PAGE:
Ben and Rachel.jpgThe fourteenth annual World Autism Awareness Day takes place on April 2.

Joined by the international community, hundreds of thousands of landmarks, buildings, homes and communities around the world come together and light up blue in recognition of people with autism and those who love and support them.

Autism-friendly events and educational activities take place all month, aiming to increase understanding and acceptance of people with autism, fostering worldwide support and inspire a kinder, more inclusive world. 

Autism is a lifelong neurodevelopmental condition that affects how people see the world and how they interact with others. 

Dr Mahfud Ben-Hamida, Consultant Community Paediatrician with North Cumbria Integrated Care NHS Foundation Trust, and Rachael James, specialist speech and language therapist, said: “We know that children with autism see, hear and feel the world slightly differently from others. 

“Autism is a spectrum; it can be mild and it can be severe. It tends to be a lifelong condition and it is not disease or illness. 

“There is no vaccination and there is no cure currently for it.

“The reason why it is important to have an assessment for autism if you think your child is affected by the condition is that families and children can develop a better understanding of this condition. 

“The child can avoid the risk of being isolated and developing mental health problems later on. 

“It also helps to identify the child’s style of learning that he/she will need in the school establishment. 

“It is not necessary that every child with autism will need an Education Health Care Plan but sometimes the style of delivering the knowledge needs to be adjusted and the teaching style might need to be slightly modified.”

Dr Ben-Hamida says: “With the right support, children with autism can do well at school. Children with autism have a 17 per cent chance of being suspended from school. 

“Just under half of the 17 per cent get suspended more than once and four per cent are at risk of being expelled from one or more schools. 

“One in three adults with autism may experience mental health problems due to lack of support.”

If your child is experiencing difficulties in school then it is worth talking to your school and also looking at Cumbria County Council’s Local Offer website for information and support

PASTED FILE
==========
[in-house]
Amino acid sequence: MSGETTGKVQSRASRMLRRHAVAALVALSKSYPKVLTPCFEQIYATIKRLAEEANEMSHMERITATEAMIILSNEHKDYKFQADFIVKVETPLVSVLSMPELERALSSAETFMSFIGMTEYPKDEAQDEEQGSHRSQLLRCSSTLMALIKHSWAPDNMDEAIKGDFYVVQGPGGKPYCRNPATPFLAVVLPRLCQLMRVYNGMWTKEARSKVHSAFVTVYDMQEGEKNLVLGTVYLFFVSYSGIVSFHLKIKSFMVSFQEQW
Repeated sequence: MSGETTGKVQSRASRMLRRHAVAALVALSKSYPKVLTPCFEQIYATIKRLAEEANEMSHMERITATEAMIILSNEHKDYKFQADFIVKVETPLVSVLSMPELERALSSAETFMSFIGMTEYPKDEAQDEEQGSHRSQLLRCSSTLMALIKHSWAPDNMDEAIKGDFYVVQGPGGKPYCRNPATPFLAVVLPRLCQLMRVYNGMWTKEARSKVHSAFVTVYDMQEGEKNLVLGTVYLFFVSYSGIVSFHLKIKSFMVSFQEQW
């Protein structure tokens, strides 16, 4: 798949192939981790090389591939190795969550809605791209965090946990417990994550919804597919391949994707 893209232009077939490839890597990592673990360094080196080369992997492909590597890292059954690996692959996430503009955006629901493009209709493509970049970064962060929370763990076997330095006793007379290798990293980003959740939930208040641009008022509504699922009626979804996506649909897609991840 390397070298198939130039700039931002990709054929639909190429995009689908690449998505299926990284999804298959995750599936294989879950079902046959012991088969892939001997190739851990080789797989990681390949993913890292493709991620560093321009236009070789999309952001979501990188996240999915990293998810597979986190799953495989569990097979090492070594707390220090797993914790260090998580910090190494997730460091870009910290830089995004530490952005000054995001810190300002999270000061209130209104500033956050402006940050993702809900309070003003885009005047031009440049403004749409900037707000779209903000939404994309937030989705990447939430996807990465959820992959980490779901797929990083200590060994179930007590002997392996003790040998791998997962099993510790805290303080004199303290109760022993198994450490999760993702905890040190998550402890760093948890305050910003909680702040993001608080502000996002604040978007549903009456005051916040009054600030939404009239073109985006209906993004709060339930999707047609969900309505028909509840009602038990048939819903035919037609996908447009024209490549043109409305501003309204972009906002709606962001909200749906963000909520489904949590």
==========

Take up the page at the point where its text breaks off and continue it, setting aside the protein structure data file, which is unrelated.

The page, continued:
Referral to Our Service:

We accept referrals with sufficient evidence and concerns to the autism assessment; currently this is through the GP or from a School SENCO. 

Usually the referral will get triaged by the Community Paediatrician who will send parents a questionnaire. 

Parents have the opportunity to fill the questionnaire in over a few weeks and it is important for the questionnaires to be returned as it gives the Community Paediatrician a good understanding about the child. 

After this parents and child will be invited to a consultation with the Community Paediatrician and this is to look for whether the child’s symptoms can be explained by Autism or other similar related conditions.

In the consultation the Community Paediatrician will go through lots of details such as background, developmental history and also to try to identify signs of autism. 

After that the Community Paediatrician will discuss with parents and child the outcome and agree a way forward. 

If Autism assessment is agreed then we usually ask for more information from the school and this is because we see autism as a social communication disorder.

If there isn’t much information being fed back from school, the Community Paediatrician will subsequently refer the child to the Speech and Language Therapy Team given it is a communication issue. 

If there still isn’t enough evidence then we usually refer to the Education Psychologist for further assessment. 

Autism assessment teams have monthly meetings discussing these finding looking at the evidence of the autism assessment and the information we gain from other agencies who have involvement with the child. 

After this we conclude an outcome which will be discussed in detail with the child and his/ her family.

Post Diagnostic Support:

We are lucky in Cumbria as we have a variety of support groups in Cumbria

We also have post diagnostic support by means of running training courses such as EarlyBird (for children less than five years old) and What Now? (school aged children).  Children who are aged less than 11-years-old will have access to the Learning Disability Nurses (Cumbria Northumbria Tyne and Wear Trust - CNTW) for support if needed. 

If the children are over 11-years-old and the child has a significant learning difficulty then they will have access to the Learning Disability Team. 

Throughout their childhood, autistic children can access support from MENCAP.  There is also a new service being developed for adults where adult autism assessments can be carried out.